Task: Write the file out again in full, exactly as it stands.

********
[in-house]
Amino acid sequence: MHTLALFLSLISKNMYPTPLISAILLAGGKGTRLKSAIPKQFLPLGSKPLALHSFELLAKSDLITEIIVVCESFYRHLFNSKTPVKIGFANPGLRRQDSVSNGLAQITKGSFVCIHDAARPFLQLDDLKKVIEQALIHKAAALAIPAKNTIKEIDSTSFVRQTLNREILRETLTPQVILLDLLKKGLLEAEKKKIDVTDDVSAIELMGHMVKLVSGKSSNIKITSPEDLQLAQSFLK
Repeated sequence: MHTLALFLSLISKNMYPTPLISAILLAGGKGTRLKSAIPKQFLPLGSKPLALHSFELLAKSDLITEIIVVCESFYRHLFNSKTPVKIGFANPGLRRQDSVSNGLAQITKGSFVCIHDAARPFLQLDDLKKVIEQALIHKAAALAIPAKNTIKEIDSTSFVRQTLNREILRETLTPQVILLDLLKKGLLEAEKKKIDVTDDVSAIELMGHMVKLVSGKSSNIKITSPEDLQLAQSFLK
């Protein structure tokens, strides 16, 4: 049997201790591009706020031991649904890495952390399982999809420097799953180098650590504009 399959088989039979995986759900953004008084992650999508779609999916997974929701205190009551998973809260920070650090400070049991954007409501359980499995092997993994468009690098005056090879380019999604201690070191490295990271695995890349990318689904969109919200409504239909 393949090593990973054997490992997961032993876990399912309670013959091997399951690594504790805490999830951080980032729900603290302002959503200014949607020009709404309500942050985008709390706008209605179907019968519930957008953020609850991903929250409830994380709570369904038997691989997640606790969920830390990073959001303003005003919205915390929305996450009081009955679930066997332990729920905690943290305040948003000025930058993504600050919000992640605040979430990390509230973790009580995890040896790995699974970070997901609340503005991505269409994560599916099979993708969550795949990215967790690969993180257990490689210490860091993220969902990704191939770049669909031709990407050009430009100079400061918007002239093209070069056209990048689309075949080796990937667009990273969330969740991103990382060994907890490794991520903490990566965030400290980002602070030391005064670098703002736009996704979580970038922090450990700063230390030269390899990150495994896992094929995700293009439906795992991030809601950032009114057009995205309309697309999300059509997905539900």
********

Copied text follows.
[in-house]
Amino acid sequence: MHTLALFLSLISKNMYPTPLISAILLAGGKGTRLKSAIPKQFLPLGSKPLALHSFELLAKSDLITEIIVVCESFYRHLFNSKTPVKIGFANPGLRRQDSVSNGLAQITKGSFVCIHDAARPFLQLDDLKKVIEQALIHKAAALAIPAKNTIKEIDSTSFVRQTLNREILRETLTPQVILLDLLKKGLLEAEKKKIDVTDDVSAIELMGHMVKLVSGKSSNIKITSPEDLQLAQSFLK
Repeated sequence: MHTLALFLSLISKNMYPTPLISAILLAGGKGTRLKSAIPKQFLPLGSKPLALHSFELLAKSDLITEIIVVCESFYRHLFNSKTPVKIGFANPGLRRQDSVSNGLAQITKGSFVCIHDAARPFLQLDDLKKVIEQALIHKAAALAIPAKNTIKEIDSTSFVRQTLNREILRETLTPQVILLDLLKKGLLEAEKKKIDVTDDVSAIELMGHMVKLVSGKSSNIKITSPEDLQLAQSFLK
């Protein structure tokens, strides 16, 4: 049997201790591009706020031991649904890495952390399982999809420097799953180098650590504009 399959088989039979995986759900953004008084992650999508779609999916997974929701205190009551998973809260920070650090400070049991954007409501359980499995092997993994468009690098005056090879380019999604201690070191490295990271695995890349990318689904969109919200409504239909 393949090593990973054997490992997961032993876990399912309670013959091997399951690594504790805490999830951080980032729900603290302002959503200014949607020009709404309500942050985008709390706008209605179907019968519930957008953020609850991903929250409830994380709570369904038997691989997640606790969920830390990073959001303003005003919205915390929305996450009081009955679930066997332990729920905690943290305040948003000025930058993504600050919000992640605040979430990390509230973790009580995890040896790995699974970070997901609340503005991505269409994560599916099979993708969550795949990215967790690969993180257990490689210490860091993220969902990704191939770049669909031709990407050009430009100079400061918007002239093209070069056209990048689309075949080796990937667009990273969330969740991103990382060994907890490794991520903490990566965030400290980002602070030391005064670098703002736009996704979580970038922090450990700063230390030269390899990150495994896992094929995700293009439906795992991030809601950032009114057009995205309309697309999300059509997905539900």